Does intra-articular injection of platelet-rich plasma (PRP), compared with placebo saline injection, improve symptoms and joint structure in patients with knee osteoarthritis?
In this randomized clinical trial that included 288 adults aged 50 years or older with mild to moderate radiographic knee osteoarthritis, treatment with PRP vs placebo injection resulted in a mean change in knee pain scores of −2.1 vs −1.8 on an 11-point scale (range, 0-10) and a mean change in medial tibial cartilage volume of −1.4% vs −1.2% at 12 months. Neither comparison was statistically significant.
Among adults with mild to moderate knee osteoarthritis, treatment with PRP vs saline injection did not significantly improve knee pain or slow disease progression.
Most clinical guidelines do not recommend platelet-rich plasma (PRP) for knee osteoarthritis (OA) because of lack of high-quality evidence on efficacy for symptoms and joint structure, but the guidelines emphasize the need for rigorous studies. Despite this, use of PRP in knee OA is increasing.
To evaluate the effects of intra-articular PRP injections on symptoms and joint structure in patients with symptomatic mild to moderate radiographic medial knee OA.
Design, Setting, and Participants
This randomized, 2-group, placebo-controlled, participant-, injector-, and assessor-blinded clinical trial enrolled community-based participants (n = 288) aged 50 years or older with symptomatic medial knee OA (Kellgren and Lawrence grade 2 or 3) in Sydney and Melbourne, Australia, from August 24, 2017, to July 5, 2019. The 12-month follow-up was completed on July 22, 2020.
Interventions involved 3 intra-articular injections at weekly intervals of either leukocyte-poor PRP using a commercially available product (n = 144 participants) or saline placebo (n = 144 participants).
Main Outcomes and Measures
The 2 primary outcomes were 12-month change in overall average knee pain scores (11-point scale; range, 0-10, with higher scores indicating worse pain; minimum clinically important difference of 1.8) and percentage change in medial tibial cartilage volume as assessed by magnetic resonance imaging (MRI). Thirty-one secondary outcomes (25 symptom related and 6 MRI assessed; minimum clinically important difference not known) evaluated pain, function, quality of life, global change, and joint structures at 2-month and/or 12-month follow-up.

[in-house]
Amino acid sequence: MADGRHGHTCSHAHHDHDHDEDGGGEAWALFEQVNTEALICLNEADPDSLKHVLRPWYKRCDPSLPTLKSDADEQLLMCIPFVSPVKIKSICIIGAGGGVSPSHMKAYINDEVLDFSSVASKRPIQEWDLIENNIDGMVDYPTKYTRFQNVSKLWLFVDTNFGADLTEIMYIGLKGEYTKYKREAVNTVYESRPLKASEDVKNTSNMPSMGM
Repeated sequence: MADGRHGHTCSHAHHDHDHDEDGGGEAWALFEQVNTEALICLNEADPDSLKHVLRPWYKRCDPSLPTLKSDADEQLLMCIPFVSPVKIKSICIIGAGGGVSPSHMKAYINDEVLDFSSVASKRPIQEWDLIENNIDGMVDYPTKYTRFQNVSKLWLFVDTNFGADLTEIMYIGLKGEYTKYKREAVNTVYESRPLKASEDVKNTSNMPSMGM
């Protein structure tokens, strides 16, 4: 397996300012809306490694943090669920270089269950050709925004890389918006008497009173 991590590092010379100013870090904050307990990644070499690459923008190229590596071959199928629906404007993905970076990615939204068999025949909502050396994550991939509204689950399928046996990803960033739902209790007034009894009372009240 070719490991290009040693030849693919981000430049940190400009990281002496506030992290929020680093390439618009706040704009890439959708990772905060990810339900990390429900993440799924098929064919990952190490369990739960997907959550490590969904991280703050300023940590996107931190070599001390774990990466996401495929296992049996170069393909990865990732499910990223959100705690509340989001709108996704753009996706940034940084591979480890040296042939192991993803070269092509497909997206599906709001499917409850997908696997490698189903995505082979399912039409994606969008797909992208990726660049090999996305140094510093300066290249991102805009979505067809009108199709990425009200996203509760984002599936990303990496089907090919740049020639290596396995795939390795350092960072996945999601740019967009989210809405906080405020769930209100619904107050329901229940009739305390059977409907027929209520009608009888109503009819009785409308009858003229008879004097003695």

Among 288 patients who were randomized (mean age, 61.9 [SD, 6.5] years; 169 [59%] women), 269 (93%) completed the trial. In both groups, 140 participants (97%) received all 3 injections. After 12 months, treatment with PRP vs placebo injection resulted in a mean change in knee pain scores of −2.1 vs −1.8 points, respectively (difference, −0.4 [95% CI, −0.9 to 0.2] points; P = .17). The mean change in medial tibial cartilage volume was −1.4% vs −1.2%, respectively (difference, −0.2% [95% CI, −1.9% to 1.5%]; P = .81). Of 31 prespecified secondary outcomes, 29 showed no significant between-group differences.
Conclusions and Relevance
Among patients with symptomatic mild to moderate radiographic knee OA, intra-articular injection of PRP, compared with injection of saline placebo, did not result in a significant difference in symptoms or joint structure at 12 months. These findings do not support use of PRP for the management of knee OA.
Australian New Zealand Clinical Trials Registry Identifier: ACTRN12617000853347
Bennell KL, Paterson KL, Metcalf BR, et al. Effect of Intra-articular Platelet-Rich Plasma vs Placebo Injection on Pain and Medial Tibial Cartilage Volume in Patients With Knee Osteoarthritis: The RESTORE Randomized Clinical Trial. JAMA. 2021;326(20):2021–2030. doi:10.1001/jama.2021.19415
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